We take electricity for granted. We flip a switch for lights, information, refrigeration and air conditioning. Yet 1.6 billion people have no access to electricity and remain in the dark no clean water, no telephone, no computer. Electricity is essential to achieve the UN Millennium Development Goals at the upcoming UN Millennium Assessment Summit, Sept. 14-16 in New York.
The NASA Earth at Night map features an interconnected world of lights, powering the economic engine of modern society. Electricity enables the pumping and filtering of water; refrigeration of food and medicines; communication via TV, radio, print and computer; lighting for schools and health clinics; financial services, business commerce and transportation. Our society stops on the rare occasions of a blackout. All the while, 25% of humanity struggles daily for clean water, firewood and basic food.
Is it possible to provide the needed electrical services and avoid the pollution from fossil fuels and nuclear power? Yes! Several nations: Brazil, Canada, Norway, Iceland and New Zealand generate most of their energy from renewable resources: hydro, geothermal, biomass with a growing share from wind and solar energy. These renewables are abundant on every continent, especially in Africa and South Asia.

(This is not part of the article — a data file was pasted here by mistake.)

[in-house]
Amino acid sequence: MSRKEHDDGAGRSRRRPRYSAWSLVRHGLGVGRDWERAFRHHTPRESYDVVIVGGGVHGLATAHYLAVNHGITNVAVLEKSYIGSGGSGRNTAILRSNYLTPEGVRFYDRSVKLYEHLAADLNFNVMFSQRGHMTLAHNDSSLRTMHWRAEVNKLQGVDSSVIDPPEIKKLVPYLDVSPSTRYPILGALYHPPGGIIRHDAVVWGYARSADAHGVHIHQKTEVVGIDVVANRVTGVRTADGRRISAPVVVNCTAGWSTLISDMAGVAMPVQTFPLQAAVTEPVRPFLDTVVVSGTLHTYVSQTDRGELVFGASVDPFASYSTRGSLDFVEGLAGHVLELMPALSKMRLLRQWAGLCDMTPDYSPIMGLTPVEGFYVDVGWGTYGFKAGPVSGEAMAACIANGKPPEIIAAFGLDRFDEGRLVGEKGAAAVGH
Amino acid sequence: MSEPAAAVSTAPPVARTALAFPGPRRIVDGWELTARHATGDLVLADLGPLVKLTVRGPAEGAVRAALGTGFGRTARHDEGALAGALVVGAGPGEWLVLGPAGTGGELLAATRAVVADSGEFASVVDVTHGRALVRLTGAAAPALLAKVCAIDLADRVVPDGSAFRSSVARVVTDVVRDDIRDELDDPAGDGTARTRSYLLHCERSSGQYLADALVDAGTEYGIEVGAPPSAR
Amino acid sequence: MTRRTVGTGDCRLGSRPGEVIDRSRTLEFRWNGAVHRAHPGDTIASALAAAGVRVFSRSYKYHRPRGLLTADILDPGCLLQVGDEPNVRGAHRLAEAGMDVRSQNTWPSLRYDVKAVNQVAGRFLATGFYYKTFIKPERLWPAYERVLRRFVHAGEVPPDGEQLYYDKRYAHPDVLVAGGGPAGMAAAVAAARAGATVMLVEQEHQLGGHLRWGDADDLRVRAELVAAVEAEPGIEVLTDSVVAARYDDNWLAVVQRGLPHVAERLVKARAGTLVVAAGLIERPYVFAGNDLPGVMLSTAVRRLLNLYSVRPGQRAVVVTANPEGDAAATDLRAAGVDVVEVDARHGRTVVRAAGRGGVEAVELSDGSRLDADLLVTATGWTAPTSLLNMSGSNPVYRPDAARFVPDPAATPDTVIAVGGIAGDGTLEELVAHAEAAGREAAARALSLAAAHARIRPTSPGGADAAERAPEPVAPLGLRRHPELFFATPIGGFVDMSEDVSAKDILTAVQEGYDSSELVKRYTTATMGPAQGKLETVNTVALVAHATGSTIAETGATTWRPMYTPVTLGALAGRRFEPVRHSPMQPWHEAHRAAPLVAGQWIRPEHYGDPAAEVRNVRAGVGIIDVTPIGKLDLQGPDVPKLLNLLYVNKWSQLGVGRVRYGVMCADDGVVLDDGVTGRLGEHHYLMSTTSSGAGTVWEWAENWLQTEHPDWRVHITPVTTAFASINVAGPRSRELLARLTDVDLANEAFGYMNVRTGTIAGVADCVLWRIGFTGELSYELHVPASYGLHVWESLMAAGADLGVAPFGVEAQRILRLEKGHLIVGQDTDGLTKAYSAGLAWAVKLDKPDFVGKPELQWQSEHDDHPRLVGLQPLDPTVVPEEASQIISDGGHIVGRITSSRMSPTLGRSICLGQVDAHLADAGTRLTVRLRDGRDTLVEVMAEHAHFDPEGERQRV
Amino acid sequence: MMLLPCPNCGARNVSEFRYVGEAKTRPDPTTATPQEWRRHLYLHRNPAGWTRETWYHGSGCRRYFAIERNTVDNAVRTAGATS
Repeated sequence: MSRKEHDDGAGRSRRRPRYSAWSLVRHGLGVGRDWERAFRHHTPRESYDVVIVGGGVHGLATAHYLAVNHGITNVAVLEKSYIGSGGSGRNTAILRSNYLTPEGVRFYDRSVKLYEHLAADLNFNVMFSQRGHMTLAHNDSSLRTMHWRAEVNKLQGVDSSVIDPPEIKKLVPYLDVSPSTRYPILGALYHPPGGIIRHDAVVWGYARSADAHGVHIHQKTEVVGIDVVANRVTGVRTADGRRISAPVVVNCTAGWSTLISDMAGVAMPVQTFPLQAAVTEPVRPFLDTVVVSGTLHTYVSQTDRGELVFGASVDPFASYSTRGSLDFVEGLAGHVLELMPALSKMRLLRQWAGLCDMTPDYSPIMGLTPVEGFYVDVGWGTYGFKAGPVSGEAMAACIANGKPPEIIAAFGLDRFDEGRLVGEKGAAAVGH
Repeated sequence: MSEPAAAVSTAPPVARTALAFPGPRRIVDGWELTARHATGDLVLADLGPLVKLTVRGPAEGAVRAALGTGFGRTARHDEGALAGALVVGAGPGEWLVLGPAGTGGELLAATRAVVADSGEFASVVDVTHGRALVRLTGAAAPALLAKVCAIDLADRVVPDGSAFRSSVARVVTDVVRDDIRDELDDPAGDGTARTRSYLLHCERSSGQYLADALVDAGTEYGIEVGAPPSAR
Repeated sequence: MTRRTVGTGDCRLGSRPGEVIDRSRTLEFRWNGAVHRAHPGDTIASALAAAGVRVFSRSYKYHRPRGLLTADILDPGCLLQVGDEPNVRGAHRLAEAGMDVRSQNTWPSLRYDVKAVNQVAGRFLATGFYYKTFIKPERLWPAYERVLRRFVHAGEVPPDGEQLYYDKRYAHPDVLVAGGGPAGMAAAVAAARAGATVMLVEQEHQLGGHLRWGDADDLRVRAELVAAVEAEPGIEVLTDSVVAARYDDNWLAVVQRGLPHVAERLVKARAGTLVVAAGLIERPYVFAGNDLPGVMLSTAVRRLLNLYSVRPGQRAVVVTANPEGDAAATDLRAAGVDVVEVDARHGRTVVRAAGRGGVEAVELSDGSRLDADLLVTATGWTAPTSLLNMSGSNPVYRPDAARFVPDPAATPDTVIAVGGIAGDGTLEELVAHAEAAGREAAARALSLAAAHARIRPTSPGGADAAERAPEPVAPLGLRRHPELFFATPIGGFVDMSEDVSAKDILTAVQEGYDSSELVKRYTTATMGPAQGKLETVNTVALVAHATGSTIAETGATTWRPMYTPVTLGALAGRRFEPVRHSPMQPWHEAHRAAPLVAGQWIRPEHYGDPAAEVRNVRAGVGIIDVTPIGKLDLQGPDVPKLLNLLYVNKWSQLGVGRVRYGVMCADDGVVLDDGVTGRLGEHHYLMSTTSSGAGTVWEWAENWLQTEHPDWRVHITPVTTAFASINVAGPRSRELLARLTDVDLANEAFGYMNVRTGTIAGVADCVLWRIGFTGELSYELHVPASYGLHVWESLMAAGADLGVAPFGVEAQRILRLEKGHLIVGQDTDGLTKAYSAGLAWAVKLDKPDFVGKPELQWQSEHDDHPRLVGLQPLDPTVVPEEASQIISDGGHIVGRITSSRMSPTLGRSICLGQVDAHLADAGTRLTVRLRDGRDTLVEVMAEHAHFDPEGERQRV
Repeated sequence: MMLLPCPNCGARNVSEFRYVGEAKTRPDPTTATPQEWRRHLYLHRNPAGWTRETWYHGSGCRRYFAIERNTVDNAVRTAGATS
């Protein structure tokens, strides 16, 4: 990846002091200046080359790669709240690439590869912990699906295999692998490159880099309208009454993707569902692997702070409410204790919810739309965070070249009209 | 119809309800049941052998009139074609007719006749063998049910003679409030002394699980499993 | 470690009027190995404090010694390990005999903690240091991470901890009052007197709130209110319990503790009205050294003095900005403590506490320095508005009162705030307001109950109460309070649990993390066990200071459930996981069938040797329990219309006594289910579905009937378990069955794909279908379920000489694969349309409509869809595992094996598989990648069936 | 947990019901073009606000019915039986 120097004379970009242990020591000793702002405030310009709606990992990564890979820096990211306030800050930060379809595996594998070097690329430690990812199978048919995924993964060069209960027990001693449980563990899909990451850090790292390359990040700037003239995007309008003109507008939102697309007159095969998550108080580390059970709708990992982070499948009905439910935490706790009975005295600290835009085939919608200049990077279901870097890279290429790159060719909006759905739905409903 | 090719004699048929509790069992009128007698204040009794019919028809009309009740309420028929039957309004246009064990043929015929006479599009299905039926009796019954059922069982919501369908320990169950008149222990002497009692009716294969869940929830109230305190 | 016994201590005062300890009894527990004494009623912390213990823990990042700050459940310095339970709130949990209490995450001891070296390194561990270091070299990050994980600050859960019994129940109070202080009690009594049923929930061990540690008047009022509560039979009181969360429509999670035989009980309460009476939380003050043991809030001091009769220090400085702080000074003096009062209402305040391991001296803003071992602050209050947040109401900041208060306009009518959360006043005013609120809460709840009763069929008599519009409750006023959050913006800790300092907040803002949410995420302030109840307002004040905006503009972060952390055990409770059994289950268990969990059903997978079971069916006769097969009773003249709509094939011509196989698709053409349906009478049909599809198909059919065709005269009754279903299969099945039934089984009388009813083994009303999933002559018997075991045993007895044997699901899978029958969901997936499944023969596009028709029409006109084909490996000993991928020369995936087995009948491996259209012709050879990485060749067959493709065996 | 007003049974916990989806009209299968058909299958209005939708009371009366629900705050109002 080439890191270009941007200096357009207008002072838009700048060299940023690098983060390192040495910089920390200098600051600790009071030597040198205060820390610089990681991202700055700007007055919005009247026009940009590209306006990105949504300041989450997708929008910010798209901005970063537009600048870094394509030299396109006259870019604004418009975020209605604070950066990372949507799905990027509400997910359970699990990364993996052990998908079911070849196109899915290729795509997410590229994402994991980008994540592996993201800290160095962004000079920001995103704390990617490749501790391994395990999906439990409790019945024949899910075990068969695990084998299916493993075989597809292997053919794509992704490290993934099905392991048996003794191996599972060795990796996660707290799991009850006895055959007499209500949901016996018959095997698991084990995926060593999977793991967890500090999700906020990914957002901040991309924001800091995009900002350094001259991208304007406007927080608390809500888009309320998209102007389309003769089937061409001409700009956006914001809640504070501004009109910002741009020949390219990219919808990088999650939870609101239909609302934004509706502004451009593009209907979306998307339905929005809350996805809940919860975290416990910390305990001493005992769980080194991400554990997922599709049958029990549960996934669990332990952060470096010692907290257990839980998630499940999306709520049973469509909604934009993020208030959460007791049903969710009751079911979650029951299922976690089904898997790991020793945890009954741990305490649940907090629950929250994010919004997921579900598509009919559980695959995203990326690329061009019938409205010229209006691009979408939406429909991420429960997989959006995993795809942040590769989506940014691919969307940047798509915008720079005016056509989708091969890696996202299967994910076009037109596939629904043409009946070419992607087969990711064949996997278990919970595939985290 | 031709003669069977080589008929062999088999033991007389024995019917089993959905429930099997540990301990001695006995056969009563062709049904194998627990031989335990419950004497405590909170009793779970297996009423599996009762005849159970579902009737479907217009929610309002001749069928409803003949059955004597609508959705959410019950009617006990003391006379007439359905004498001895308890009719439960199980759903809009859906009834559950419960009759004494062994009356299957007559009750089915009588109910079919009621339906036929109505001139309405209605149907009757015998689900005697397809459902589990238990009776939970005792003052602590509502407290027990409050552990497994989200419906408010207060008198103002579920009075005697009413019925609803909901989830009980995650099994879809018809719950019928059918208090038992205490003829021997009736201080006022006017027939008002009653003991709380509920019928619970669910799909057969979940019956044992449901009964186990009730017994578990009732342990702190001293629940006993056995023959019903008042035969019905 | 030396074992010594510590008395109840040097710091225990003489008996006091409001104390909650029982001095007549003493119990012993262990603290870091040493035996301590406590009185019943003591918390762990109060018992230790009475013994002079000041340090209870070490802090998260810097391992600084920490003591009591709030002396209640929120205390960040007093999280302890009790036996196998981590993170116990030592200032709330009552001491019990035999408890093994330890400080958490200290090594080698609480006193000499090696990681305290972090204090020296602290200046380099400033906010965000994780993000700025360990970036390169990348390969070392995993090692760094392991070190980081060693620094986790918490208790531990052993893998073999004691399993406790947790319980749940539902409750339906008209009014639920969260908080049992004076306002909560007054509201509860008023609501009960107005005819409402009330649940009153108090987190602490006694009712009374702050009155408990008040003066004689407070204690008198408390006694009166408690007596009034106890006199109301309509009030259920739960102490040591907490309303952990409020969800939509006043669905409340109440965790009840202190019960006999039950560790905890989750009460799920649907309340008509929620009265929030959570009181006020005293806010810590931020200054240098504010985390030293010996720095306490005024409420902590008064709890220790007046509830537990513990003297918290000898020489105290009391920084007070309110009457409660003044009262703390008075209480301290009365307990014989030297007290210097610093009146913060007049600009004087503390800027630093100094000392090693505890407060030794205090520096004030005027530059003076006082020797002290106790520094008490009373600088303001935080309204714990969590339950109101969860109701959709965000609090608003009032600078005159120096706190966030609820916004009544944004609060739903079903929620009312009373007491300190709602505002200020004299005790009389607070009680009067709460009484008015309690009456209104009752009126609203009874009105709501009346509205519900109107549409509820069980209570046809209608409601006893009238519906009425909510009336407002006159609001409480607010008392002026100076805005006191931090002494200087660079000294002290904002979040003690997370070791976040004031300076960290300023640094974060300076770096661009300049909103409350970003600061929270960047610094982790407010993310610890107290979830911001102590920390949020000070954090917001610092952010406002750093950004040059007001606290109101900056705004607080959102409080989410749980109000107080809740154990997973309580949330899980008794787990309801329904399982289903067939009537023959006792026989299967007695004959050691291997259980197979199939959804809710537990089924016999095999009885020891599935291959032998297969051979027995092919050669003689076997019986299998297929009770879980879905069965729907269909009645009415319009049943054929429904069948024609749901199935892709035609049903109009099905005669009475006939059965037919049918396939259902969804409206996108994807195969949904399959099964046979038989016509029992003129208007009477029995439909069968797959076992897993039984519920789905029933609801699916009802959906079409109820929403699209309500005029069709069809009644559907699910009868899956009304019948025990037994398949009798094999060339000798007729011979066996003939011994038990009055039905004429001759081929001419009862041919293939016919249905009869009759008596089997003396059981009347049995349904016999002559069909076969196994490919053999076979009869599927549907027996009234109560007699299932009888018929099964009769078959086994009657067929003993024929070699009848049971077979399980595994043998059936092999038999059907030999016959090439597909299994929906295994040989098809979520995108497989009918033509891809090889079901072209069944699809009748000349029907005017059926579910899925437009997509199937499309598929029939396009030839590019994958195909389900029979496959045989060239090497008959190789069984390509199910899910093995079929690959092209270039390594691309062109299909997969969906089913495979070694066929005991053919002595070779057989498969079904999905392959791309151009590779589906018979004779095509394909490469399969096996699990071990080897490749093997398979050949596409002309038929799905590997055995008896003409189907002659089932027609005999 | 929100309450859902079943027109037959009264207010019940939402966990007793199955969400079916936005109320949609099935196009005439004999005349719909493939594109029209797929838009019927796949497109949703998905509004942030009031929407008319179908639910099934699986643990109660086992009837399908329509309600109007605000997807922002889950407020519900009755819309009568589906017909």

Can this growing energy demand be achieved and still stabilize climate change? Yes! Recent UN Development Program studies show enough renewable energy potential to meet all the world's needs if we choose this path.
Ending hunger and poverty requires us to develop energy resources
and climate change challenges us to use renewables.
Please share this "Earth
at Night Energy Use" map with your associates. The upcoming
summit is an opportunity to lift the lives of millions. We'll be in New
York on your behalf, so your contribution now will support us in taking
this message directly to the ministers and ambassadors from around the